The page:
An update on conflicts and related issues around the world in January, 2018.
Turk-Syrian Kurd Conflict (2018)-In the midst of the Syrian Civil War and the related Islamic State War, Turkey launched attacks on the Syrian Kurdish forces in the area of Afrin, in northeast Syria. Turkey claims that the Kurdish group there, the Kurdish YPG (Syrian Kurdish People’s Protection Units) , are in alliance with the Kurdish People’s Party (PKK), which is a Turkish Kurd force that has been battling the Turkish government since 1978. Turkey considers the PKK and, by extension the YPG, as terrorists. Complicating factors include the fact that the United States supports the YPG, as these Syrian Kurds have been a significant force in the war against the Islamic State (and also against the regime of Syrian President Assad). Also, Russian military forces, which are allied with Assad, are also in the general area of Afrin.
Photo By: Staff Sgt. Richard Lutz of bridge erected by U.S. troops in Raqqa, Syria, following that city’s liberation by Coalition forces.
Islamic State War-U.S. and Coalition forces continue to fight against ISIS in Syria and Iraq. In a press release, the U.S. military stated that “between Jan. 12 and Jan. 18, Coalition military forces conducted 63 strikes consisting of 102 engagements against ISIS terrorists in Syria and Iraq.”
U.S. Strategic Update –Secretary of Defense James Mattis issued the updated National Defense Strategy on January 19, with the big takeaways from this updated policy document stating that waging war on terrorism is no longer the primary defense goal of the United States. Instead, the focus returns to seeing China and Russia as the major strategic opponents of the United States. A quote from the document on this states:
China is a strategic competitor using predatory economics to intimidate its neighbors while militarizing features in the South China Sea. Russia has violated the borders of nearby nations and pursues veto power over the economic, diplomatic, and security decisions of its neighbors. As well, North Korea’s outlaw actions and reckless rhetoric continue despite United Nation’s censure and sanctions. Iran continues to sow violence and remains the most significant challenge to Middle East stability. Despite the defeat of ISIS’s physical caliphate, threats to stability remain as terrorist groups with long reach continue to murder the innocent and threaten peace more broadly.
Clearly, the U.S. has many opponents and potential military foes out there, with North Korea, ISIS, and other Jihadist groups out there, plus of course, Iran and the nuclear issue there. The fact that the Pentagon is seeing Russia as hostile power (again) despite the ongoing “Russia-Gate” issues embroiling President Trump politically is a welcome clear-eyed appraisal of the ongoing hostility of the Putin regime in Moscow. Also, Mattis and the Pentagon realize that China’s recent military updates and strategic expansion in the South China Sea are threats to American security and that of our allies in the region.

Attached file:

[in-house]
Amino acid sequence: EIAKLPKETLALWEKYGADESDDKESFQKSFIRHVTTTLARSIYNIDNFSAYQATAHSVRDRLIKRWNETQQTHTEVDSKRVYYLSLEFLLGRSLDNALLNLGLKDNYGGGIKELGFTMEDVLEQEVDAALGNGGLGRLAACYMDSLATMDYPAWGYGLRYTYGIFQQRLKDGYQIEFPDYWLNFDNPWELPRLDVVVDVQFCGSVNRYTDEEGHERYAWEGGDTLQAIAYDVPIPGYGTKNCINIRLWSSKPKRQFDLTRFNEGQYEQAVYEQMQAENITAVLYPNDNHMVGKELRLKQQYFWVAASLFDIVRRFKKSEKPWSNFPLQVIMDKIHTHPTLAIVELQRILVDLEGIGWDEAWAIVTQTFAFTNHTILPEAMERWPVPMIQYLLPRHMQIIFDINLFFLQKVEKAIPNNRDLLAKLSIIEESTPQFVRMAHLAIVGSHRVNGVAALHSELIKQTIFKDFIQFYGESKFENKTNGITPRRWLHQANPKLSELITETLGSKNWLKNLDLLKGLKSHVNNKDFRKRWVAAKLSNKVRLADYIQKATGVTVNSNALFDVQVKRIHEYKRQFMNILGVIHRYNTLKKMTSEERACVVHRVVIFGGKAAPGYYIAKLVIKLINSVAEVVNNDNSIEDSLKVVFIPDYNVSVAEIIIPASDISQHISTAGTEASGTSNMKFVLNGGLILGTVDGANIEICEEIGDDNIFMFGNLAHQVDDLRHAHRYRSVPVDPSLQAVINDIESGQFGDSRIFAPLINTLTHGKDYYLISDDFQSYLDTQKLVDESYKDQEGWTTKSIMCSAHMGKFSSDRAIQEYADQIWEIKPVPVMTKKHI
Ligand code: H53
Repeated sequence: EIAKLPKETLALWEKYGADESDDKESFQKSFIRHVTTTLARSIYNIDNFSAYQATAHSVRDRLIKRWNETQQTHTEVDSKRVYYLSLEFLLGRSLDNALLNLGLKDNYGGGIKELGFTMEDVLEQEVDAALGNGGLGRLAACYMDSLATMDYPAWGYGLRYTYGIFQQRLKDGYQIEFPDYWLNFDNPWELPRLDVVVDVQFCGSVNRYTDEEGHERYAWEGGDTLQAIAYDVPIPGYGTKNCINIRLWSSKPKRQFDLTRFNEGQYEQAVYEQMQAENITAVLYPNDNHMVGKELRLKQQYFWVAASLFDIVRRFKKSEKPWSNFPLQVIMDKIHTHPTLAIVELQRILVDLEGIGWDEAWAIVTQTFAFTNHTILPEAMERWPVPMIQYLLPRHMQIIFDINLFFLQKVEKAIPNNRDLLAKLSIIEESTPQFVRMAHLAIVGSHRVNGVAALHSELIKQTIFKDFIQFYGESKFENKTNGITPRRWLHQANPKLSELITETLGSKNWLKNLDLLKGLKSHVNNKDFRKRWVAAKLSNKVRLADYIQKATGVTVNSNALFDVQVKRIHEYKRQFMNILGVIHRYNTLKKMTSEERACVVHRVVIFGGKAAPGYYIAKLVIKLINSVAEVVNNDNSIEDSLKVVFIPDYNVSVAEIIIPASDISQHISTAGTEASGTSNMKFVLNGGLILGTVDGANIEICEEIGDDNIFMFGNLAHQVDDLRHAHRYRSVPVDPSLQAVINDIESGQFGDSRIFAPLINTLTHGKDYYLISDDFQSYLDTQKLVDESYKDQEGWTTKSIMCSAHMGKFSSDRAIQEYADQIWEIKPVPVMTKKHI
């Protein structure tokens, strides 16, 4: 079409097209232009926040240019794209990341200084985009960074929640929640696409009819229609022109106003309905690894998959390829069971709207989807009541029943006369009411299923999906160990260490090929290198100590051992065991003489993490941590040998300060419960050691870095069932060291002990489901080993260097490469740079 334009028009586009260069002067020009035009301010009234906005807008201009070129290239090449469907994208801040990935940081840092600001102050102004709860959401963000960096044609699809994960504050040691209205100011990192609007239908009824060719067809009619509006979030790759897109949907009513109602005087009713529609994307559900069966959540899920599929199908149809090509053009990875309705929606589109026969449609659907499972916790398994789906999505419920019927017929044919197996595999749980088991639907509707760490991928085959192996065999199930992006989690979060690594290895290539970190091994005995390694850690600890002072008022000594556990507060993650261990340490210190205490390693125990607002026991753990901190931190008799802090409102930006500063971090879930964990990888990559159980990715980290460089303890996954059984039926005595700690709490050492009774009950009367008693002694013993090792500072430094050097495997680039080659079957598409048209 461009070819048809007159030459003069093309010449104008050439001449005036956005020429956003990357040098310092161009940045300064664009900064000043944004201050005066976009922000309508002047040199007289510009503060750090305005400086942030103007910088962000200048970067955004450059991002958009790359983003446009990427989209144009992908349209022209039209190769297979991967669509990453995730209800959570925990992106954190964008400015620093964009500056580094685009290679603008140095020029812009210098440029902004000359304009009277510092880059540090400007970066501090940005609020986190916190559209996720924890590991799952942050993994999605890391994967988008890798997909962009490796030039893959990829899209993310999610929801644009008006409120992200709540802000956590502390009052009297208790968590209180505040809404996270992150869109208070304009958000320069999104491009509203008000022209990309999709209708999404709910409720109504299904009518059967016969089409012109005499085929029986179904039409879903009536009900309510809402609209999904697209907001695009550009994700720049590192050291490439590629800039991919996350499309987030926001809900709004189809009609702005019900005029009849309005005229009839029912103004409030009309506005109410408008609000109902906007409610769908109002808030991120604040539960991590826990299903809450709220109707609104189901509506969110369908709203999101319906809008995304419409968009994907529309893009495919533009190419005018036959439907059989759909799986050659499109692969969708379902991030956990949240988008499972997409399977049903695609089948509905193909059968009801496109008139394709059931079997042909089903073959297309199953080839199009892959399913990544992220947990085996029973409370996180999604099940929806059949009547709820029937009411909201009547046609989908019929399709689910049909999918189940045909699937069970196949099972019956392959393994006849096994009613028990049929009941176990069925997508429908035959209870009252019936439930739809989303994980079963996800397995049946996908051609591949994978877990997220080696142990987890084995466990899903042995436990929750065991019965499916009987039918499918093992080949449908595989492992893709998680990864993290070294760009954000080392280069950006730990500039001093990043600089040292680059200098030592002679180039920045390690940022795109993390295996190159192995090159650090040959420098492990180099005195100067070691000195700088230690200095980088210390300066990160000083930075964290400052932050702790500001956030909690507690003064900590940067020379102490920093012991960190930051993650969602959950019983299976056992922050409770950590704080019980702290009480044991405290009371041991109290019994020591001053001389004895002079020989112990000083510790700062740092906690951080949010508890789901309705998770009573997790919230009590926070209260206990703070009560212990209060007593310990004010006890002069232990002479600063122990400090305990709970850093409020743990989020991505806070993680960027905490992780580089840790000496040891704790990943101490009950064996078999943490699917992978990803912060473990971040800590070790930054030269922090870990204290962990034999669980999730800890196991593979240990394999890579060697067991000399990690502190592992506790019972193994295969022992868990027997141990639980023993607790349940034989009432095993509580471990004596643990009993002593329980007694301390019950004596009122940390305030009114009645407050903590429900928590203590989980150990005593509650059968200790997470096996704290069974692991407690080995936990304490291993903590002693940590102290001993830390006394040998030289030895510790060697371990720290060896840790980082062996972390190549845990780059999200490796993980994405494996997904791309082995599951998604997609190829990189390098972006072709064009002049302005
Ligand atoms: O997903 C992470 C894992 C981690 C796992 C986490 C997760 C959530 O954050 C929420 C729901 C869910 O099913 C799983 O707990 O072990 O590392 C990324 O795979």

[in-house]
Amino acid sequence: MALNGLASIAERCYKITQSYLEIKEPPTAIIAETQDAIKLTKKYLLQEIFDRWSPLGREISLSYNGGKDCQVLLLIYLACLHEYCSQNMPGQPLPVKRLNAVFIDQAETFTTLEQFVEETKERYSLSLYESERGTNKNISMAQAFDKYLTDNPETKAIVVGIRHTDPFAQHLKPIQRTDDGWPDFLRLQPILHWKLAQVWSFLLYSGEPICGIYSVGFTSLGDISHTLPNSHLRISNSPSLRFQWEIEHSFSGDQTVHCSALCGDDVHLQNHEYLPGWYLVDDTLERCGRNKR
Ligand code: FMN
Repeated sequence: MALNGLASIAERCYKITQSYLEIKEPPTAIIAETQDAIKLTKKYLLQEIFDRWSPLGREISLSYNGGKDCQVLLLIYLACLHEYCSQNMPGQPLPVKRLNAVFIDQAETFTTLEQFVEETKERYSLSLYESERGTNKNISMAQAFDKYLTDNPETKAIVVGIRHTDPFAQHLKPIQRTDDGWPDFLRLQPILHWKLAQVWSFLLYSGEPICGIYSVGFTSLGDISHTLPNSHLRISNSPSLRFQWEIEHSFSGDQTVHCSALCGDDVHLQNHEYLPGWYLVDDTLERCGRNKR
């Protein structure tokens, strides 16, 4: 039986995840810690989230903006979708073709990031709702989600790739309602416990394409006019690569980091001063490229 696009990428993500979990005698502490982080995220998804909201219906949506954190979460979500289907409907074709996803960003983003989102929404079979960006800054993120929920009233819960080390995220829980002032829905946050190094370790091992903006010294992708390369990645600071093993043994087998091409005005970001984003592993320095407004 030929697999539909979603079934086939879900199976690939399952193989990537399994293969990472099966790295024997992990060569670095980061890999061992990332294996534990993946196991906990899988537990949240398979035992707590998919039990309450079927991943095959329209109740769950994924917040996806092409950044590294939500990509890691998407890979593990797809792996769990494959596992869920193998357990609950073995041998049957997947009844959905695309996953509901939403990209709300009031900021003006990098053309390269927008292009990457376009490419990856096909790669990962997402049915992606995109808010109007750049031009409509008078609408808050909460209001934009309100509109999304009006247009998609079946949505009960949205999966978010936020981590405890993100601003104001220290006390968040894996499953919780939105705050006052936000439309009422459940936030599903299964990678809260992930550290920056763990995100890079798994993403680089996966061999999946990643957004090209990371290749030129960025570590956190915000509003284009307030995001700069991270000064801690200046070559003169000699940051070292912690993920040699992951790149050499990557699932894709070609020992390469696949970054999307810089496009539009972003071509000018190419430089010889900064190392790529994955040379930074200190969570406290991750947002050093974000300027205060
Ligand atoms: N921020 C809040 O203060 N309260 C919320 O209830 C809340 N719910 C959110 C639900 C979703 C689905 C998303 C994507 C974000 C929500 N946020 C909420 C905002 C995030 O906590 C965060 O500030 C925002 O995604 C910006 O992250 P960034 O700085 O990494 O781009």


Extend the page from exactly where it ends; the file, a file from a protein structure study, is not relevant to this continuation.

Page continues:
South China Sea Disputes – Speaking of the Chinese expansion in the South China Sea, on January 17, 2018, the U.S. Navy destroyer USS Hopper sailed within 12 nautical miles of Scarborough Shoal. China has developed a series of artificial islands in the region, and has militarized them. The U.S. and other nations in the region do not recognize China’s claims of sovereignty. Scarborough Island, which is where the American ship sailed by, is a tiny, uninhabited reef seized by China from the Philippines in 2012. The Chinese call the island Huangyan Island. China issued a complaint about the sail-by conducted by the Hopper.
India ICBM Test-On January 18, 2018, India tested a new Intercontinental Ballistic Missile (ICBM), called the Agni-V. This missile is capable of carrying a nuclear warhead to anywhere in Pakistan or most of China. Pakistan and China are India’s two most important strategic foes, and both also possess nuclear weapons. India and China are currently arguing over possession of territory in the Hoklam region near Bhutan.
India-Pakistan Conflict over Kashmir-Cross-border fighting continued between Pakistani and Indian forces in Kashmir, killing several soldiers and civilians. Border clashes are common at the frontier between Pakistani-controlled Kashmir and Indian-controlled Kashmir. The two rivals have fought several wars and the Kashmir issue is one of the world’s long-standing border conflicts and is a potential flashpoint for these two nuclear-armed nations.
Somalia Conflict-The war in Somalia continues, with the Somali government, aided by allied African nations and the United States, fighting against the al-Qaida allied al-Shabab Jihadist rebels. On January 19, the U.S. Military’s Africa Command announced that an airstrike was carried out Thursday about 31 miles northwest of the port city of Kismayo against al-Shabab. Also, American and Somali special forces raided a Shabab encampment, killing several militants and rescuing around 30 children kidnapped by the the Jihadists. American troops are increasingly working on the ground with Somali forces as American involvement in the war changes and increases.